The woodchuck is also commonly known as the groundhog. It is a kind of marmot (as are squirrels, prairie dogs and chipmunks), and marmots are rodents. It is a herbivore.
A woodchuck will generally weigh between 2 and 4 kg (4.5 to 9 lb.), but it can reach a weight of 7 kg (15.5 lb.) in autumn. Its body is usually 40 to 65 cm long (16 to 25 in.). Its fur is usually rusty brown with dark feet, but black, dark brown, blond and even white are not unusual.
Woodchucks are burrowers, and they have strong, claw-tipped paws. They dig extensive tunnel systems that include a main entrance, lookout posts, a latrine chamber and a nesting or sleeping chamber.
The nest is where the only litter of the year is born, and it averages four to five young. Although woodchucks are considered solitary animals, males sometimes stay around for a while after breeding. Also, a breeding pair may hibernate in the same den, as may a mother and her young.
The woodchuck is a true hibernator. The first woodchucks start hibernating in late September, and by the end of October all are underground in their dens. They will not wake up and re-emerge until early spring. While hibernating, the woodchuck's metabolism slows considerably: its body temperature drops from 37°C to 4°C (99°F to 7°F), and its heart rate decreases from 80 to 5 beats per minute. A breath may be taken as infrequently as once every six minutes. During hibernation, they lose 17% to 55% of their weight. Adult males emerge first in spring, followed a few weeks later by the adult females.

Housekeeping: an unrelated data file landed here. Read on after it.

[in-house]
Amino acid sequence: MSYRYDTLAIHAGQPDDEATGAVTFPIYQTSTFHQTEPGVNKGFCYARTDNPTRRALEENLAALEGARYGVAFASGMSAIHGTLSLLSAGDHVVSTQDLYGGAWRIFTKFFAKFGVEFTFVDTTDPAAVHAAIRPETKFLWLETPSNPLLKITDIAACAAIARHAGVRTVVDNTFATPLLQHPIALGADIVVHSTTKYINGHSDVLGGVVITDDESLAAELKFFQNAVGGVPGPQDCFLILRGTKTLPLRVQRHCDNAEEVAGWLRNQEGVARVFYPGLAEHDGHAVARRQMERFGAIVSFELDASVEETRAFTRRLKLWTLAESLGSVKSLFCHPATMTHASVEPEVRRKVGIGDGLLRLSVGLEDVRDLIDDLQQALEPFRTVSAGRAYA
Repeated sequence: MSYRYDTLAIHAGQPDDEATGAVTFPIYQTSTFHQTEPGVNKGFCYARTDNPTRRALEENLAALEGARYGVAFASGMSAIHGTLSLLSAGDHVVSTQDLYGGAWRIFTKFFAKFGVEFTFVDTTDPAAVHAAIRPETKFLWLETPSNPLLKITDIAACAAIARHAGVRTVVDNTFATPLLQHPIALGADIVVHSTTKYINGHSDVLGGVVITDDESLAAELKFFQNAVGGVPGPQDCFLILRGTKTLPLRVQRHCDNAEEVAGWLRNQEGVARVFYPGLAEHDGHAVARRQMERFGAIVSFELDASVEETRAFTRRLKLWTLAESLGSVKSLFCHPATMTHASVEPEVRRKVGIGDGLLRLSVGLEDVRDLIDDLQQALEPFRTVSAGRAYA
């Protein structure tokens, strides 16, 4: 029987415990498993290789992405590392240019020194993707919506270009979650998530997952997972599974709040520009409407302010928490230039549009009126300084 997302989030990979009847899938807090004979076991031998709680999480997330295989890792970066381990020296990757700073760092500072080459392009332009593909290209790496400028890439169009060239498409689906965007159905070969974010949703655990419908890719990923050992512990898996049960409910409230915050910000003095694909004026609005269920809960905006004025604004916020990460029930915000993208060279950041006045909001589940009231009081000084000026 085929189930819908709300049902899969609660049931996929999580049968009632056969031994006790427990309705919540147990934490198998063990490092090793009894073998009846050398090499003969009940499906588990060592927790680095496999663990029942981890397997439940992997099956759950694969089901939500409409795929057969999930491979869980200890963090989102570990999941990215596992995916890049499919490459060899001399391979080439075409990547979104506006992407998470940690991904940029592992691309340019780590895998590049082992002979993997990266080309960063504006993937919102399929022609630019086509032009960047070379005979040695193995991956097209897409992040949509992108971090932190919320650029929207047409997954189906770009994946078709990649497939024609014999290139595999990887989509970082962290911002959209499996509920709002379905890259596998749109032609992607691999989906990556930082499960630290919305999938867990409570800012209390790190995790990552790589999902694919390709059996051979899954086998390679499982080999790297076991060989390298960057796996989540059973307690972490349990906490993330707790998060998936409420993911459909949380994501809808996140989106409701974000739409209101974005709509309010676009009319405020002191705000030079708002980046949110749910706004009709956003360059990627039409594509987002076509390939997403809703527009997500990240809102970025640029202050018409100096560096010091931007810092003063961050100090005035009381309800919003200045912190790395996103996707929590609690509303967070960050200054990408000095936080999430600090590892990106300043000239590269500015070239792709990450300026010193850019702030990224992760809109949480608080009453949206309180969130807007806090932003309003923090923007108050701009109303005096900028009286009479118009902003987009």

When they are outside their burrows, woodchucks appear to be constantly on alert. If they become alarmed, they will let out a shrill warning whistle. Because of this, woodchucks are also known as whistle pigs. They squeal when they are fighting, seriously injured or caught by a predator. They are also capable of producing a sound by grinding their teeth together, as well as a low bark.
Woodchucks occur only in North America. They were once uncommon in woodland clearings, but they have thrived since clear-cutting of forests and western-style agriculture arrived in North America. They are found from Alaska and British Columbia to Labrador and as far south as Louisiana.